Published in Issue 3 (May/June 2022), Letters, Volume 30

Sir,—Apropos Sylvie Kleinman’s review of Miles Campbell’s Vicereines of Ireland (HI 30.1, Jan./Feb. 2022), I heard the following story as a child from my grandfather about Lady Aberdeen, which might be of some interest.

My grandfather worked in some managerial capacity for Fry Brothers, the poplin manufacturers. Lady Aberdeen ordered poplin from Fry’s for curtains for the viceregal lodge. The work started but the weavers preferred to do casual work as sandwich board men and, he said, drink the wage, though he did add that morale was very low in Dublin from poverty, etc. However, one of his jobs was to try to round up the weavers to come in to the looms. Work didn’t progress at all. Eventually it was decided to take the poplin off the looms and send it to Birmingham to be finished.

Consternation ensued when a visit from Lady Aberdeen was announced. She was a strong promoter of Irish industry and the Fry Brothers could not be seen to be unworthy of the order. So the poplin was brought back from Birmingham and put up on the looms and work started again. As soon as the visit was over, the poplin was taken down and sent back to Birmingham to be finished … and the curtains were made.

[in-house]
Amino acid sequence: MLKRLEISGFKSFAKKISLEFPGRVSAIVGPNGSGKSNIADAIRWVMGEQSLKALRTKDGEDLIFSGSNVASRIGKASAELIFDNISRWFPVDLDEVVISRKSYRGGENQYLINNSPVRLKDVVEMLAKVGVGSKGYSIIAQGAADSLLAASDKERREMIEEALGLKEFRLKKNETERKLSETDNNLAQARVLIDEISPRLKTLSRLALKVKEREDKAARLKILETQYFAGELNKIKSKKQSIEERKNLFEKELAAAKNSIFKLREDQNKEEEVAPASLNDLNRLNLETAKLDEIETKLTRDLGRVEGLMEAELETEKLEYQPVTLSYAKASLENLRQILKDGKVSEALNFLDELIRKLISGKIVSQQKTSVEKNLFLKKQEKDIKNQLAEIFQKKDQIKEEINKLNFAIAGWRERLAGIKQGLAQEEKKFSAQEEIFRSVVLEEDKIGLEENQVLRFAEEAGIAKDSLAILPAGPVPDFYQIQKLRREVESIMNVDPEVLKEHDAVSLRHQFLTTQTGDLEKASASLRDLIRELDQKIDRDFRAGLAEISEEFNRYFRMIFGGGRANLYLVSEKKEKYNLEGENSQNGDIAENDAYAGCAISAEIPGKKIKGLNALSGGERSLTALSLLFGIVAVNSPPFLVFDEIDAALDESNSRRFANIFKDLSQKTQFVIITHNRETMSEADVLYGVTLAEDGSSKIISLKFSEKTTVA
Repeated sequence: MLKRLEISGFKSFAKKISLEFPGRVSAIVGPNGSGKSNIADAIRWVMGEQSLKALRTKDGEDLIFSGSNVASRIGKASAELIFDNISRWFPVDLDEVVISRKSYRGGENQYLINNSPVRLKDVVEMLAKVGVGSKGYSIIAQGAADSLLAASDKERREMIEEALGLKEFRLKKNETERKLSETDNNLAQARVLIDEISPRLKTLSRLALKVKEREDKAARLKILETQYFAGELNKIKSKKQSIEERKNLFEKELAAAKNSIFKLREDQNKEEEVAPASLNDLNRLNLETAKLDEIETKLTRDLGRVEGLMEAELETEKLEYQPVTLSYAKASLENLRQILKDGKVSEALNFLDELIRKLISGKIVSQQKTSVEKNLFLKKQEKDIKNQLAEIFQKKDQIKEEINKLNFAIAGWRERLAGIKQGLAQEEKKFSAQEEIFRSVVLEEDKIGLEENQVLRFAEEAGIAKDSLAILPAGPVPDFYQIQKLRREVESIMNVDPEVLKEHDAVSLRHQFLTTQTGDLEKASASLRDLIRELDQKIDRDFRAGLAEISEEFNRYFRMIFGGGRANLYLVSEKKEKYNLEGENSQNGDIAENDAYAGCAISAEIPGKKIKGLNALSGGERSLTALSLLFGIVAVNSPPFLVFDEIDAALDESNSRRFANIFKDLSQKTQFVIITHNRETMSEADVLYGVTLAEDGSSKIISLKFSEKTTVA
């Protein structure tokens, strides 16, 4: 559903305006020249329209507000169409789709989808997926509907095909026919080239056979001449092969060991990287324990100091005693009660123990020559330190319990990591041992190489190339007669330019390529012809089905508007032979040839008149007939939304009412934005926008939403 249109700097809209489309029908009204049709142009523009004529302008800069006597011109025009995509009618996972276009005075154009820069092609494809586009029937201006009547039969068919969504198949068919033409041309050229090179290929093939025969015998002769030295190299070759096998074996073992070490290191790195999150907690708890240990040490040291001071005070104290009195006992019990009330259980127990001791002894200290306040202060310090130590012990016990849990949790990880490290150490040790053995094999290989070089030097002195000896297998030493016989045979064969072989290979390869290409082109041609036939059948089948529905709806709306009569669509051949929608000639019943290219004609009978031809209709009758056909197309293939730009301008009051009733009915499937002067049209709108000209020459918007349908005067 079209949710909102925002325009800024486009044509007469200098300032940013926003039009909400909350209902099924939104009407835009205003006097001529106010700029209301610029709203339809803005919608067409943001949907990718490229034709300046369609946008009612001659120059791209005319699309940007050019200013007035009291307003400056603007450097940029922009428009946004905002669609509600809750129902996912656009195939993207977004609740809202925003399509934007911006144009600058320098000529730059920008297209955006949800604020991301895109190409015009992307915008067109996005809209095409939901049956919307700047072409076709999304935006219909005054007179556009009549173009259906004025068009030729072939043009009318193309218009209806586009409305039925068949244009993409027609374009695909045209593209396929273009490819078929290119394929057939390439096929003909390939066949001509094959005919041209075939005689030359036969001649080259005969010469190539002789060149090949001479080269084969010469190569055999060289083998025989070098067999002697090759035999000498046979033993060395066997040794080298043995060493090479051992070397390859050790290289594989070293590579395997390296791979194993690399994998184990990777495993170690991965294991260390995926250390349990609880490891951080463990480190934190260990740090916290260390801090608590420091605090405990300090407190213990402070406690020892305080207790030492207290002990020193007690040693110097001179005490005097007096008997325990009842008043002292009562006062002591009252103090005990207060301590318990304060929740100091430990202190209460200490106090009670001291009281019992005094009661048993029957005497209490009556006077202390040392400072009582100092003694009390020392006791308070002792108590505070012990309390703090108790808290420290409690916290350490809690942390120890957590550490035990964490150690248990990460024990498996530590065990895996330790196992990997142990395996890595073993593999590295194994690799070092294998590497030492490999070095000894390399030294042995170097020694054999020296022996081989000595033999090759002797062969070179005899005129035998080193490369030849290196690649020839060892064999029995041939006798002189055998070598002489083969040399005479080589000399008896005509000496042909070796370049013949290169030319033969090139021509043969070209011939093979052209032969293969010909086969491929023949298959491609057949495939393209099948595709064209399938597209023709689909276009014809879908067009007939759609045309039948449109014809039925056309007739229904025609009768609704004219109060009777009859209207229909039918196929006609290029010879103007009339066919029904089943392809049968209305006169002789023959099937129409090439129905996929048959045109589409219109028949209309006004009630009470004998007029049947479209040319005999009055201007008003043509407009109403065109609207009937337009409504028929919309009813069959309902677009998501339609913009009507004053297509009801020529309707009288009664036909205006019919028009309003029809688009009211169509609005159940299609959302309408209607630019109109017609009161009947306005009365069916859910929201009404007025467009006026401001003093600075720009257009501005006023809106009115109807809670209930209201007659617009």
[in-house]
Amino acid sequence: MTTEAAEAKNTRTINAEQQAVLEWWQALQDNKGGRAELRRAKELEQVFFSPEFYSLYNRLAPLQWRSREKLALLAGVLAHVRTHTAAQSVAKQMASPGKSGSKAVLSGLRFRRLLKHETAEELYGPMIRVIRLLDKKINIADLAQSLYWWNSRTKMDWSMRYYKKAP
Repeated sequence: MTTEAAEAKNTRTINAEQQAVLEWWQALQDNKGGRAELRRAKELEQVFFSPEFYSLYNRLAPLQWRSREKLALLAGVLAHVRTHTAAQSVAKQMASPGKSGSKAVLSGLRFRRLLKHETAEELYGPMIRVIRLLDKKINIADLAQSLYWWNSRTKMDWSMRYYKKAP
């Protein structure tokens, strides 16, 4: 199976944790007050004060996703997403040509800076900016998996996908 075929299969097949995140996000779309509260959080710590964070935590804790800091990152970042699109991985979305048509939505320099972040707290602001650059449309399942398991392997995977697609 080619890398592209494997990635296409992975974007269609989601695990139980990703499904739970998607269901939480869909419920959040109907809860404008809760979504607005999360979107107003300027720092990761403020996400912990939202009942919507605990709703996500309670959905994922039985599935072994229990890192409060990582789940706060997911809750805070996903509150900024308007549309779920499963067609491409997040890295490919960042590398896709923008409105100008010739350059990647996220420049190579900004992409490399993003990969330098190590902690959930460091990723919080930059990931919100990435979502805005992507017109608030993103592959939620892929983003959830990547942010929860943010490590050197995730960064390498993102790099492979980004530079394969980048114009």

My grandfather was invited to see them hanging in the lodge and he noticed that across the curtain was a band where the pattern on the fabric was reversed. The material had been put backwards onto the loom in Dublin and a small part woven for the occasion, and then in Birmingham put back in the correct way without anybody noticing what had happened.

Of course, a child doesn’t know to ask all the questions, so I don’t know the date of this, but I think it must have been c. the 1900s. I suppose the curtains are long gone.—Yours etc.,

Dún Laoghaire


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